Monday, June 16, 2008


Pictures of Barcelona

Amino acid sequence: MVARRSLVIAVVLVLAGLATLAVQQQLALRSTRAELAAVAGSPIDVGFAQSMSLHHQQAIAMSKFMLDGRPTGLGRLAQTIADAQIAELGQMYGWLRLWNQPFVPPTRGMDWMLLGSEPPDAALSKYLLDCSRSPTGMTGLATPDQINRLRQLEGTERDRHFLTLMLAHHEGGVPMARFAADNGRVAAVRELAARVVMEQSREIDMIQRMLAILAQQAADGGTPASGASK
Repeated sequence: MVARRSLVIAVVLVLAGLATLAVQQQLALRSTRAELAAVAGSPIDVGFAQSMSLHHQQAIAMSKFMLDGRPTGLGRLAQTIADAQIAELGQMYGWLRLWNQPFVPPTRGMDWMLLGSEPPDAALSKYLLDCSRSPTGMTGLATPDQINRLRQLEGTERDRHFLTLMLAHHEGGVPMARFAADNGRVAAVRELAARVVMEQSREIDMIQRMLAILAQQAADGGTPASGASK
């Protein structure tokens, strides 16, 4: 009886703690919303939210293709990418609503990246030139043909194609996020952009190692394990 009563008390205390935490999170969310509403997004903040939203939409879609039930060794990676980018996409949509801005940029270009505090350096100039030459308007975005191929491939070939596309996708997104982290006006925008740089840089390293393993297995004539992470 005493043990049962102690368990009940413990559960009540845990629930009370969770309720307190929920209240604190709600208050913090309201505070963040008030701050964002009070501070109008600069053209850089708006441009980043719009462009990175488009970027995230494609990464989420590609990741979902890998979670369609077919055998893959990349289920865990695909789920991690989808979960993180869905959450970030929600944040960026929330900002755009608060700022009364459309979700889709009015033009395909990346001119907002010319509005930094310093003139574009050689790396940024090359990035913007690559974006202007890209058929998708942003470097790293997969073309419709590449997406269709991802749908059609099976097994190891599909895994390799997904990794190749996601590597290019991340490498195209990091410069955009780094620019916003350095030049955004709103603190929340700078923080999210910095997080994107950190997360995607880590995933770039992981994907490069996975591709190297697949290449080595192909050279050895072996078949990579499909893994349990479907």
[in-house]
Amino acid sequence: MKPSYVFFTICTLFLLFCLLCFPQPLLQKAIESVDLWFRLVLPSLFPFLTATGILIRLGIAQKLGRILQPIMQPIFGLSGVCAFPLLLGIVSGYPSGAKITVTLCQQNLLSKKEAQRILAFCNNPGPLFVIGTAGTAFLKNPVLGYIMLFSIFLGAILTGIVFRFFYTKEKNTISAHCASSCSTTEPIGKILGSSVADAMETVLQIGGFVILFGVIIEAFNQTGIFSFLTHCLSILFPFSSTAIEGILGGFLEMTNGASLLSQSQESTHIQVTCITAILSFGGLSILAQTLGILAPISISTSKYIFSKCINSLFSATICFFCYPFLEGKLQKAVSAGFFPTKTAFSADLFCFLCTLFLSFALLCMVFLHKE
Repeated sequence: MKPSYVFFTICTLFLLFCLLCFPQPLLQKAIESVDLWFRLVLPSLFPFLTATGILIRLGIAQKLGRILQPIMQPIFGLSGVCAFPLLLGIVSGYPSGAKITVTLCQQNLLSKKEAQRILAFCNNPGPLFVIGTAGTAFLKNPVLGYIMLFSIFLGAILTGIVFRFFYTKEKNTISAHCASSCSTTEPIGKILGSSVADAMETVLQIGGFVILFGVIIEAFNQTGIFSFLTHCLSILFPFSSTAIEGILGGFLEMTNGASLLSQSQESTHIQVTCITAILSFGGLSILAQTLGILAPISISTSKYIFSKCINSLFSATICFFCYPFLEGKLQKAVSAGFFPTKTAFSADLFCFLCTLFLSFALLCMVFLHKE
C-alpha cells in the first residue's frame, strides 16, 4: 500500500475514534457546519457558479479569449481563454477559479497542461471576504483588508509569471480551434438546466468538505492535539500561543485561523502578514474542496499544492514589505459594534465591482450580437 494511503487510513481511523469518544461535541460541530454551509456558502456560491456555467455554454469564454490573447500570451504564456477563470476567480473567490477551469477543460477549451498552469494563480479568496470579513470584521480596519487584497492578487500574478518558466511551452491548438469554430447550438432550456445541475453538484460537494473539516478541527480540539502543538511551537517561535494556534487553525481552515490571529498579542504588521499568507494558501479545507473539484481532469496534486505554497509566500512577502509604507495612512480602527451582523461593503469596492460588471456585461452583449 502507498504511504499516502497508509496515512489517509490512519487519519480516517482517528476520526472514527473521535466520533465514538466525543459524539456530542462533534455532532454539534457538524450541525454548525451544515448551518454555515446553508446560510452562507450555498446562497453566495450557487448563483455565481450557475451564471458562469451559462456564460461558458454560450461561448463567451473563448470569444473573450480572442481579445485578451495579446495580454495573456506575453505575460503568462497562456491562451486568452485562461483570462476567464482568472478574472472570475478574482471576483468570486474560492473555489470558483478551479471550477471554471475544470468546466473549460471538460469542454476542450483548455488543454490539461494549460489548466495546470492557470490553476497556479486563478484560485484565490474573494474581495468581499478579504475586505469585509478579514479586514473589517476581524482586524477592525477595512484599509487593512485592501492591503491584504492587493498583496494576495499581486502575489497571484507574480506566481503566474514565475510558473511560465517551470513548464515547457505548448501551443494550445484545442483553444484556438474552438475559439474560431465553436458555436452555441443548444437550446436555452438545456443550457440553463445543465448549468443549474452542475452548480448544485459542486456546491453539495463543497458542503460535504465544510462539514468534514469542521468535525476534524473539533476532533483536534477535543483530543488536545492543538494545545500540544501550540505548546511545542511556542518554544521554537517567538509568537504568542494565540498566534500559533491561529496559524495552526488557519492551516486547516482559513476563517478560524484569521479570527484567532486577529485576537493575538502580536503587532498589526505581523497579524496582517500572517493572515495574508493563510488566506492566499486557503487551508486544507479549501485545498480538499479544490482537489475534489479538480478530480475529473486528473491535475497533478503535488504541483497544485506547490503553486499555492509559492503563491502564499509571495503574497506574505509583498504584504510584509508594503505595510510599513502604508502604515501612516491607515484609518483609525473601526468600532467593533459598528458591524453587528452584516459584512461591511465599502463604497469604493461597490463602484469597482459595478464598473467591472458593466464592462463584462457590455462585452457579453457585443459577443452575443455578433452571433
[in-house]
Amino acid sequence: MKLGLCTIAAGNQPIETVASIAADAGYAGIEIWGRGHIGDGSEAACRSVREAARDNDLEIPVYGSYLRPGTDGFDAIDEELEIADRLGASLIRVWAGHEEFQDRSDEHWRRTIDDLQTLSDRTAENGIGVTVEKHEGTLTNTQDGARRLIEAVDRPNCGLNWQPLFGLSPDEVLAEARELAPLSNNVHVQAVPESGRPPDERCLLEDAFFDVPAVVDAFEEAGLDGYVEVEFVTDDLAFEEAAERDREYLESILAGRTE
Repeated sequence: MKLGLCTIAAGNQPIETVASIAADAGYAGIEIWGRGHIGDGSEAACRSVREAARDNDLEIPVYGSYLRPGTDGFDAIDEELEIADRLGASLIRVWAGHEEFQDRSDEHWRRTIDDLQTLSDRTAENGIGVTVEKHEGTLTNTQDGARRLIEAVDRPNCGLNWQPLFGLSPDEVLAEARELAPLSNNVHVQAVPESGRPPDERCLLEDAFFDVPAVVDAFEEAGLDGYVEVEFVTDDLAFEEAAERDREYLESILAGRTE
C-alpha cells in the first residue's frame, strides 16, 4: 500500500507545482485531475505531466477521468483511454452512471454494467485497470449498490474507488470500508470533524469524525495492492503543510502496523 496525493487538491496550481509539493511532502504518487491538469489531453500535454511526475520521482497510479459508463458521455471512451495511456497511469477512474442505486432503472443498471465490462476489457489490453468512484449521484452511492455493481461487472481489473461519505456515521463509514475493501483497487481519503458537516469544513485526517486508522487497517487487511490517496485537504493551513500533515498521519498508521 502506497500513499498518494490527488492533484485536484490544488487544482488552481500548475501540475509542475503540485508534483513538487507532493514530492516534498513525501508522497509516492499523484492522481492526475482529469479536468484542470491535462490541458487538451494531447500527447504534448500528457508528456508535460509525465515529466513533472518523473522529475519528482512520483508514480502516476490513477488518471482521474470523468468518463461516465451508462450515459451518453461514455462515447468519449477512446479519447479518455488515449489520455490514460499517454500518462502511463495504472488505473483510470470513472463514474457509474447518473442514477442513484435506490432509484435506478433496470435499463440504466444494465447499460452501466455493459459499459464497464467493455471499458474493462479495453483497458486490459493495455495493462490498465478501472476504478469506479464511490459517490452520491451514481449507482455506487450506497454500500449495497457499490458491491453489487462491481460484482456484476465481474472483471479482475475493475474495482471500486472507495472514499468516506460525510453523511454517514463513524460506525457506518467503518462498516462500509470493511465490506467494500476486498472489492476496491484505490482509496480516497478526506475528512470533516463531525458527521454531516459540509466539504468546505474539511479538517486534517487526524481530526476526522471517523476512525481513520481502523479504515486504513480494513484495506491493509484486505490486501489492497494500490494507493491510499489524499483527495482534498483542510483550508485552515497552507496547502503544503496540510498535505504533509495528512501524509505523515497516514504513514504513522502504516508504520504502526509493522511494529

Barcelona, the city, is simply amazing. It is everything that Madrid is not. Less smokers, more bicycles, and way more civic pride. I arrived early in the morning after an all night train ride, and checked into a cheap hotel in the Bari Gotic, or Gothic neighborhood. It was a simple hotel, 30 euros per night with a shared bathroom down the hall. I took a quick nap, then proceeded to check out the city by bike. My new folding bike worked perfectly for the entire trip, and I am convinced this is by far the best way to travel to a new place. I was able to take it on the train without a hitch, just fold it up and put it in the bag that came with it. When I got to the train station in Barcelona I just unfolded it, put my backpack on, and peddled off while all the other travelers were standing there waiting on the bus, subway, or just trying to figure out to get where they were going. Immediately I noticed that almost all of the streets have bike lanes, and I don’t mean some thing on the side of the road, I mean real lanes that are separated from traffic by trees, or a curb. This was my favorite thing about the whole city. In the Bari Gotic the streets are well suited for cycling too, as the roads are not wide enough to allow passage of vehicles! Imagine, roads that were built before anyone conceived the idea of cars. I zipped down Las Ramblas, the most famous street in all of Spain, to the port, and down the beach for a few miles. Las Ramblas is a huge pedestrian walk that has hundreds of stores and open air markets selling everything under the sun. The flower section was really beautiful. The pet section had every sort of pet you could imagine, including baby prairie dogs! About halfway down to the port is a giant Miro mosaic built into the promenade. Imagine, walking on a priceless Miro work? Well, you can do it here, and it is real, not a reproduction, or fake, he installed it himself. I spent 2 days riding around looking at the sights, and visiting some important landmarks. I chose not to go into most of the churches and museums simply because I was having so much fun riding around a new place. I did go to La Sagrada Famila, which you can read about elsewhere in this blog. I did manage to eat my first paella here in Spain, and it was better than any paella I have ever tasted! The restaurant was called Amaya, and was about 40 years old. It is a famous spot on Las Ramblas, and I happened to luck into it. Later in my trip, a local I met on the island of Menorca actually recommended it to me, he was surprised that I had already eaten there. Here is the website if you want to check it out: AMAYA, Cuina Basca. (many of the links in the site are under construction, but check out the gallery) The bike system in Barcelona is super advanced and popular. Residents pay $25 euro for a electronic card that is swiped at any of the many bike depots around town. It automatically unlocks a bike, and you are free to use it for up to 2 hours. You simply ride to wherever you want, and re-rack the bike and go about your business. The program was launched just over a year ago, and they have had to double the service already. The bikes are comfortable 3 speed affairs with a basket, and are all serviced regularly. Now that’s a progressive forward thinking populace! Finally, I stumbled upon a park that had the neatest children’s slide I have ever seen, it was in the shape of an angel fish!

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